Houston Planned Parenthood Joins Organized Crime Suit Against Anti-Abortion Group

Planned Parenthood Houston has joined a federal organized crime suit against the Center for Medical Progress, an anti-abortion group founded by David Daleiden, pictured here at a rally against legal abortion in Washington, D.C.
Planned Parenthood Houston has joined a federal organized crime suit against the Center for Medical Progress, an anti-abortion group founded by David Daleiden, pictured here at a rally against legal abortion in Washington, D.C.

Houston’s Planned Parenthood affiliate has joined a federal lawsuit against the Center for Medical Progress (CMP), the anti-abortion group behind the secretly recorded, deceptively edited videos purporting to show the health care provider illegally profiting from fetal tissue donations.

The federal suit, originally filed in January by Planned Parenthood Federation of America and some Colorado Planned Parenthood affiliates, alleges that CMP ringleader David Daleiden and other anti-abortion activists violated a federal organized crime law, known as the Racketeer Influenced and Corrupt Organizations (RICO) Act. The California-based suit also alleges CMP and its activists committed fraud, trespassed on private property, illegally and secretly recorded footage and invaded the privacy of Planned Parenthood employees.

One of the 11 videos released by CMP was filmed at Planned Parenthood Gulf Coast (PPGC) in Houston, prompting the organization to join the suit.

CMP activists “used false identities to enter sensitive clinical areas, secretly and maliciously videotaping without concern for patient privacy or safety,” according to a PPGC statement.

CMP publicly released the first of its videos in July 2015, prompting a slew of state and federal investigations into the provider’s fetal tissue donation practices. So far, no state, including Texas, has turned up any wrongdoing. The Harris County DA instead indicted Daleiden and Sandra Susan Merritt, another CMP activist, in January on felony charges of tampering with government documents.

“Extreme anti-abortion politicians who want to ban abortion have invoked these lies to fuel their efforts to pass extreme restrictions on access to reproductive health care,” said Melaney Linton, president of PPGC, in a statement. “Even after David Daleiden has been indicted on a felony charge and these videos have been thoroughly discredited, women are still facing devastating consequences from these smear videos. These extreme anti-abortion activists acted illegally and then spread lies about our care.”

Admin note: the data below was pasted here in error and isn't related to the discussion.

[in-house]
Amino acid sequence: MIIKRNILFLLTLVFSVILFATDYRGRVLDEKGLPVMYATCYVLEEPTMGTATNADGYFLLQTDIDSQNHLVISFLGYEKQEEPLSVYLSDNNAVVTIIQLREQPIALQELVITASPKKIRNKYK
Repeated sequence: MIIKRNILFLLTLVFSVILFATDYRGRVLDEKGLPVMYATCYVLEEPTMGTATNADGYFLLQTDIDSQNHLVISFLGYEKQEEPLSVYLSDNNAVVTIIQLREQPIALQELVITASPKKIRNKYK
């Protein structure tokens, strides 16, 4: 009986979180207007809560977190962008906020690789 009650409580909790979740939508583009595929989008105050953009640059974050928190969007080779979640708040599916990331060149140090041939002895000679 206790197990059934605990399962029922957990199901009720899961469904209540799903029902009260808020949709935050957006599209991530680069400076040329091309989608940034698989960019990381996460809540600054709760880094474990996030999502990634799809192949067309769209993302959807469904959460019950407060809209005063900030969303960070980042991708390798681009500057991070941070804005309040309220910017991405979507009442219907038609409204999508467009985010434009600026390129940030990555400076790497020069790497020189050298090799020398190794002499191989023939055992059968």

CMP activists have defended their actions as “investigative journalism” and an exercise of their First Amendment rights. In a January statement responding to the lawsuit, CMP called the allegations “frivolous.”

Planned Parenthood Gulf Coast is one of 10 plaintiffs in the federal lawsuit, which also argues that CMP used fraudulent government IDs and lied when creating a nonprofit fetal tissue procurement company called Biomax.

Since the videos were released, Texas has launched three separate investigations into Planned Parenthood. In July, lawmakers held a four-hour legislative hearing during which Texas Attorney General Ken Paxton called abortion a “true abomination” that should be illegal.

The videos also prompted Texas to boot the health care provider from the joint federal-state Medicaid program, which provides family planning and other preventive health care services to low-income women. Texas Democratic lawmakers have said they also suspect that anti-Planned Parenthood sentiment in the highest ranks of state government prompted Texas, in December, to pull a grant that had allowed PPGC to conduct HIV prevention and outreach work in southeast Texas for nearly 30 years.

Alexa Garcia-Ditta is a staff writer (and former intern) covering women's health, reproductive health and health care access.

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Published at 1:13 pm CST
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